THERE is need for a communications strategy to boost insurance penetration and acceptance of insurance by Nigerians, an expert has said.
The expert, Okey Udezue, spoke at a seminar organised by the Chartered Insurance Institute of Nigeria (CIIN) in Lagos.
The event had as theme “The Nigerian economy 2019: Issues, Challenges and prospects for the insurance industry”
Udezue said there was no defined communications strategy by the operators.
He listed other challenges facing the industry to include lack of innovative products and poor integration of technology.
He said the industry is only just waking up to the enormity of the task confronting it and may have underestimated the level of apathy that the typical Nigerian, particularly those living in rural areas, has towards insurance.
He stated that the promotion used to create awareness, persuade and reassure the people is key to the marketing mix.
Should communications strategy be left to individual firms or should some aspects be left to the regulators while the operators focus on various aspects under an integrated marketing platform? he asked.
He said the industry should note that during the period the Central Bank of Nigeria (CBN) was pursuing a vital communications strategy to actualise cashless banking, individual banks created their own strategies to exploit the opportunity to get many non-customers open accounts with them.
Another challenge of the industry, he said, is inadequate training and skills of some workers in the industry.
He said: “The law of natural selling, which states that ‘nobody will spend his money to buy anything unless by so doing he will be better off than before’ points to another issue that is creating a challenge for the industry. Given that the revenue in the profit equation is all about ensuring continuing growth of sales (insurance premiums), the question arises as to whether or not those that actually go out to sell insurance have the necessary training and skills to win over the many skeptical people across the nation, especially those that live outside commercial cities.
“As marketing gurus would say, selling financial services is different from selling tangible products and requires special skills that go beyond merely presenting and listing features of products to prospects. And because financial services are the same from company to company, the ‘messenger’ (the seller they see) is the one that will make the difference and must be bought before his ‘message’. This means the insurance seller must possess and exhibit skills and techniques for surfacing the non-verbally expressed emotions of the buyer in addition to having great product and industry knowledge. Or else, how can he speak to his priorities?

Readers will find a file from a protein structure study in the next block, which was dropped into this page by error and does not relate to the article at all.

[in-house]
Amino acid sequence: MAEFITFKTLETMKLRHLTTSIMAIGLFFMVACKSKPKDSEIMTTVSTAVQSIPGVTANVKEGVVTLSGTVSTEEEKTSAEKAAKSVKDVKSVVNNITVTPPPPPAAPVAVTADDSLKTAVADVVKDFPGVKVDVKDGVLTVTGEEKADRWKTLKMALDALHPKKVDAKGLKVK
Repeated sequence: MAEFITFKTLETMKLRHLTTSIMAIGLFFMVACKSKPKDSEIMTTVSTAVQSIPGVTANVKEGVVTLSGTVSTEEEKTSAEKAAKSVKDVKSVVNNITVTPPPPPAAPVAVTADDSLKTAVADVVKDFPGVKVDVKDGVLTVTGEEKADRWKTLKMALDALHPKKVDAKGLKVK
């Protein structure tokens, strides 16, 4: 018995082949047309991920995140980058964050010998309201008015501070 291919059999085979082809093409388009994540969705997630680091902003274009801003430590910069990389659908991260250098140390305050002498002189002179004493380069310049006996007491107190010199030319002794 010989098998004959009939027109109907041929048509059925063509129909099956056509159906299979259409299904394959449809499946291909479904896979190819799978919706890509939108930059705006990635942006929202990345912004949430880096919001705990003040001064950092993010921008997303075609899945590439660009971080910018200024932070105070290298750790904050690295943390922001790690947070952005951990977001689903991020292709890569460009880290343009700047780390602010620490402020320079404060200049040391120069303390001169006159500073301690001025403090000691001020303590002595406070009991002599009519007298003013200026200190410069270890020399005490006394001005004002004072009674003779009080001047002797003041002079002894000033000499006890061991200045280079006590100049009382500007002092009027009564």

“The future of insurance selling calls for a shift from features-oriented marketing to benefits-focused customer engagement. And beyond the need for a general upgrade of selling skills, there are also issues with the dearth of trained actuaries’professionals, underwriting and general brokerage experts. The industry should be concerned that not too many students enrol for insurance-related subjects in the universities. A proactive response may involve working with the universities (NUC) to evolve a strategy to attract more people into these programs. How it responds will be critical for achieving agreed future performance milestones.
“It is significant that the banking industry, when faced with similar issues and challenges, set up their training academies to equip prospective new hires into their banks with knowledge and skills for preparing them in meeting and dealing with issues and challenges peculiar to provision of banking services to Nigerians.”
He further stated that the issue of lack of innovative products is one of the top (if not the top) reasons for insurance exclusion challenging the industry. If the growth of revenue in the profit equation is critical for growing the industry, perhaps, this is a good time to single out for industry attention.
Given the statistics on people living with extreme poverty and the demographic distribution of adults with survival income, the commitment to expand the market for insurance will be frustrated by the absence of innovative products that can be used to tap into the vast untapped market, he noted.